HL Deb 18 May 1896 vol 40 cc1534-5

in moving the Second Reading of this Bill, said that its object was to disestablish an establishment which had been maintained for a great many years for the exclusion of plague and yellow fever. In the Debates of 1894–5 on the Estimates attention was drawn to the expense of the establishment which was borne by the Vote of the Privy Council Office, and amounted to £1,700 a year. The Department concerned having had its attention drawn to this expenditure, and having consulted all the other Departments interested, came to the conclusion that it might with safety be done away with; and the object of the Bill was to bring those particular diseases under the same regulations and law as other infectious diseases. The Act which at present applied to plague and yellow fever was the Act of 1825, but all other infectious diseases were dealt with by the Public Health Acts of 1875 and 1889. It was held by the authorities concerned with the detection of infectious diseases on board ships and the tracing of persons who might have been on a suspected ship and the destruction of the articles which might have been in contact with diseased persons, that those were points all dealt with in those Acts. It was held by the Local Government Board and the Port Sanitary authorities and other authorities that those regulations were sufficient to keep the country secure from infectious diseases of this kind, or, at any rate, to detect them so quickly that serious danger of their being spread through the country was removed. There was a provision in the Bill which applied the Act to Scotland. The House had already passed through Committee the Public Health Bill for Scotland. In that Bill there was a similar provision as was contained in this Bill.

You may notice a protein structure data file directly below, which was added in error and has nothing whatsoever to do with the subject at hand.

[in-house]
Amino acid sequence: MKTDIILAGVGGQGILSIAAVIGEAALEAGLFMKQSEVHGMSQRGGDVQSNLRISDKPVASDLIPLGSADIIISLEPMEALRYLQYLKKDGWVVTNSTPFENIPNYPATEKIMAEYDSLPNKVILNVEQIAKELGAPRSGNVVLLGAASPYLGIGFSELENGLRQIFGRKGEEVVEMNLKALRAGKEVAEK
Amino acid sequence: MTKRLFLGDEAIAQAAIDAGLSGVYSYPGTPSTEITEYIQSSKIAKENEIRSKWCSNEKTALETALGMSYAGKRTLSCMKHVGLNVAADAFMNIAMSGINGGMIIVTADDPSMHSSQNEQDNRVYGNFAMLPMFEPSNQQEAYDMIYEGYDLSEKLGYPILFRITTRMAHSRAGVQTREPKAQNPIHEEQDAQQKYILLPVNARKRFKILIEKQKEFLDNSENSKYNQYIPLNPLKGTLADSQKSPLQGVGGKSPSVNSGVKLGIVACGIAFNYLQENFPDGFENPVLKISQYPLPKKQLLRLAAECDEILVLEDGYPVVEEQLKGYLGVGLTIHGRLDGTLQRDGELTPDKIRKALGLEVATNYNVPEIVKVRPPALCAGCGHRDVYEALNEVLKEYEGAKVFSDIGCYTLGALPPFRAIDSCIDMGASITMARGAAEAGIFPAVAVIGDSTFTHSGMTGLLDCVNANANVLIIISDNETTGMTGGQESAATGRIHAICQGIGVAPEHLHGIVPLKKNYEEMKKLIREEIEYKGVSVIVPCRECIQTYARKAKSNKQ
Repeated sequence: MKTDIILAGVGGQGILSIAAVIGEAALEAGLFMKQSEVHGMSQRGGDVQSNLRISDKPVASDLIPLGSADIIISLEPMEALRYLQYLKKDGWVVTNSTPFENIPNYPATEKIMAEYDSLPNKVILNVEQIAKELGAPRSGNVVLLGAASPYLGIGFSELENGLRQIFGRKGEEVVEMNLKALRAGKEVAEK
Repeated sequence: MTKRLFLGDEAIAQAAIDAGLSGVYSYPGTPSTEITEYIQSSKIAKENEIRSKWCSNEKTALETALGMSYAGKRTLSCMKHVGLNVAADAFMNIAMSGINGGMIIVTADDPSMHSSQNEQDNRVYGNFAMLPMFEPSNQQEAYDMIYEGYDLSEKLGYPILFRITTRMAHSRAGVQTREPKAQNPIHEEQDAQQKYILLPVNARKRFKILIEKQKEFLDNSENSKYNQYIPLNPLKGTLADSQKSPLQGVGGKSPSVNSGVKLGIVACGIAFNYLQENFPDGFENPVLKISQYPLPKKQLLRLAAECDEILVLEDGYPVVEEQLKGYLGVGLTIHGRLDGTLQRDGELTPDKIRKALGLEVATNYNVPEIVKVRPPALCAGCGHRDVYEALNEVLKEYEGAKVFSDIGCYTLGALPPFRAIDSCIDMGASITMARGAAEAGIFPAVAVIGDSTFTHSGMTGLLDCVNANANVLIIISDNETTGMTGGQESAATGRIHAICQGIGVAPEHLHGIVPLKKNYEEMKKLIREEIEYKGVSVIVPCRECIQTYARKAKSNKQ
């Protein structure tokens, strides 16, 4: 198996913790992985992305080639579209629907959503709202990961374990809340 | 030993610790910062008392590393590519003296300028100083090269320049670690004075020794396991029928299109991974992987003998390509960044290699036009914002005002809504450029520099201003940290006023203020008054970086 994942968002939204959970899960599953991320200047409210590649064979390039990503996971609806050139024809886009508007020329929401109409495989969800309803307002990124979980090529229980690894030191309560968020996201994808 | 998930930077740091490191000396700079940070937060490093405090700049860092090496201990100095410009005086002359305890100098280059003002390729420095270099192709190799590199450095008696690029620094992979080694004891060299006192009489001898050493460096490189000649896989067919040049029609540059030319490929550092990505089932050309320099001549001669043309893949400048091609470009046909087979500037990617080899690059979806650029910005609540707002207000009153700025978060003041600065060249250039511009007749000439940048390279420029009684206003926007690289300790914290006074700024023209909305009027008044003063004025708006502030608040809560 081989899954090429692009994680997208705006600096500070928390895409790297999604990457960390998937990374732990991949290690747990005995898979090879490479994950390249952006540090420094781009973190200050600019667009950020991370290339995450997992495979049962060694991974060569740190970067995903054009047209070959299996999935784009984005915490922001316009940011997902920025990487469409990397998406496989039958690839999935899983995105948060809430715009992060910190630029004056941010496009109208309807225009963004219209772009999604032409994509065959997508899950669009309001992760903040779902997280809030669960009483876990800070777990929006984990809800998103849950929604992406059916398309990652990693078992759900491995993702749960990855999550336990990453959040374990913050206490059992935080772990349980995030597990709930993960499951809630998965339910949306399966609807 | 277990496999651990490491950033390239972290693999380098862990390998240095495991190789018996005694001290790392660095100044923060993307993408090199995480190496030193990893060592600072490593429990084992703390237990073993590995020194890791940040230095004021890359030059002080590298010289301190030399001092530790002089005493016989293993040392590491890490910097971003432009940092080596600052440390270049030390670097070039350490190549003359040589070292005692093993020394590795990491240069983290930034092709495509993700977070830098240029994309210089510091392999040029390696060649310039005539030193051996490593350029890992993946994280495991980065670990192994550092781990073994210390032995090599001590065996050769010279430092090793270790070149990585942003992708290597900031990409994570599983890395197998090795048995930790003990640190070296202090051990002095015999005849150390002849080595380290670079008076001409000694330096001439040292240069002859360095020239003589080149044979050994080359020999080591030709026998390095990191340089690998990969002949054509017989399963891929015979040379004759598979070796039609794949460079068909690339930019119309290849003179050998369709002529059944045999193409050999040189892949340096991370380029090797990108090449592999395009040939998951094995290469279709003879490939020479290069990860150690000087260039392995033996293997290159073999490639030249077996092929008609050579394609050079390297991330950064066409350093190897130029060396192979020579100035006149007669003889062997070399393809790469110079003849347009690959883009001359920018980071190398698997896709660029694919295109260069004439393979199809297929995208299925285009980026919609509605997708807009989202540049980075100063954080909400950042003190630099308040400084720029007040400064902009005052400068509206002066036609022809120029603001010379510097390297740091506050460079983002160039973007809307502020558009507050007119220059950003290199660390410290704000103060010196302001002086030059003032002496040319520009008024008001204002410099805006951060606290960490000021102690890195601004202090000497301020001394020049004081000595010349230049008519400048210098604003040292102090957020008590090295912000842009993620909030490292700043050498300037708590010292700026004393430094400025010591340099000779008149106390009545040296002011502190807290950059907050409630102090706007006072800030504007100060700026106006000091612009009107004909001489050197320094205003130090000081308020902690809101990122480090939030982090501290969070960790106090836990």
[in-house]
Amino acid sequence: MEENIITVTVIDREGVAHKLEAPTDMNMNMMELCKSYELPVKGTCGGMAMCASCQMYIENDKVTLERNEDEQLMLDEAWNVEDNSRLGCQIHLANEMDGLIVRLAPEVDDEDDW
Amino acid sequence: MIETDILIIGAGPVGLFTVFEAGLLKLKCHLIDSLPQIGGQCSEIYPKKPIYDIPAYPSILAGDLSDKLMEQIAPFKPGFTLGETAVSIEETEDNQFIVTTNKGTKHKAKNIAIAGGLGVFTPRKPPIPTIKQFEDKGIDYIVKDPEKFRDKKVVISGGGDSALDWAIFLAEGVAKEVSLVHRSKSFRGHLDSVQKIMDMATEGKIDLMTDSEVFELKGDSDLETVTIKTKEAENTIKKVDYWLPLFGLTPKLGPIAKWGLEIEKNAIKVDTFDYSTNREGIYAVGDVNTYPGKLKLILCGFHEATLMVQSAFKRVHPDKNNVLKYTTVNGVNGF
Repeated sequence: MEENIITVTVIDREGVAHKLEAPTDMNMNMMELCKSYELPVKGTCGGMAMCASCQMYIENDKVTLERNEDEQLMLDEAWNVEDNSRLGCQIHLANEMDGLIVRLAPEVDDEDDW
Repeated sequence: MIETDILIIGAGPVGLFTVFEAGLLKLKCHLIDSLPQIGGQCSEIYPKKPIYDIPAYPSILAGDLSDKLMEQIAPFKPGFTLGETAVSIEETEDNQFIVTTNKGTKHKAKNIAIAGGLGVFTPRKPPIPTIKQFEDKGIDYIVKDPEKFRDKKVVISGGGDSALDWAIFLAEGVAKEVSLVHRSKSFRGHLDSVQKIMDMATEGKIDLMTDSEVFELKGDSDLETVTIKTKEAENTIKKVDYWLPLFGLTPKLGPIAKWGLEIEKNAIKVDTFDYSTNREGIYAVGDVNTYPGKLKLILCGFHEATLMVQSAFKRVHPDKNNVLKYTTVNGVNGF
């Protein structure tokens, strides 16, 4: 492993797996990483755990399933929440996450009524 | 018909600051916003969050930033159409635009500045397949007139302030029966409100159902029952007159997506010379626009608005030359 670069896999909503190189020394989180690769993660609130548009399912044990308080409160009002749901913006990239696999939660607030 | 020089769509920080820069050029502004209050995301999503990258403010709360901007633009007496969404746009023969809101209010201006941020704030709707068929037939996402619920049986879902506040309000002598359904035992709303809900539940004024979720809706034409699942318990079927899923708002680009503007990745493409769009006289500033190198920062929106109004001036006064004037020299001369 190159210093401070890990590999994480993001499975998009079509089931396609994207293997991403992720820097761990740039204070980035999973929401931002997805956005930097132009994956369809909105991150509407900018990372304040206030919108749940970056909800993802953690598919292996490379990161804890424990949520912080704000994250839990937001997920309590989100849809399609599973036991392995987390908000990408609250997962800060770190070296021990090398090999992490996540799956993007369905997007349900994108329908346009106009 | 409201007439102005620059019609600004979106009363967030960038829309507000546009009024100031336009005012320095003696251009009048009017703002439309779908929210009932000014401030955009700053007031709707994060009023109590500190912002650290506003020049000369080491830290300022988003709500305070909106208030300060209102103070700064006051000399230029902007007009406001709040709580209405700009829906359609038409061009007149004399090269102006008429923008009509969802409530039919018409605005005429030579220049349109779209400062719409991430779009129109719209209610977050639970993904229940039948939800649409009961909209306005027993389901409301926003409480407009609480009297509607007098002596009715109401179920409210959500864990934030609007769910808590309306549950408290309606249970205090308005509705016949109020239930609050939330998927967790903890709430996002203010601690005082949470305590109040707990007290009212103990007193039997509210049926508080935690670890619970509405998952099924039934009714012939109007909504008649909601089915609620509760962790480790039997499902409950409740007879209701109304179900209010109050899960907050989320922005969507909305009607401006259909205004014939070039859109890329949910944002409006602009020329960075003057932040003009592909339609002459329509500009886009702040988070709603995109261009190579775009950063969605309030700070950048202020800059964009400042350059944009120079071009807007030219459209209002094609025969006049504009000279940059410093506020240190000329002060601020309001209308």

Read 2a (according to Order), and committed to a Committee of the Whole House.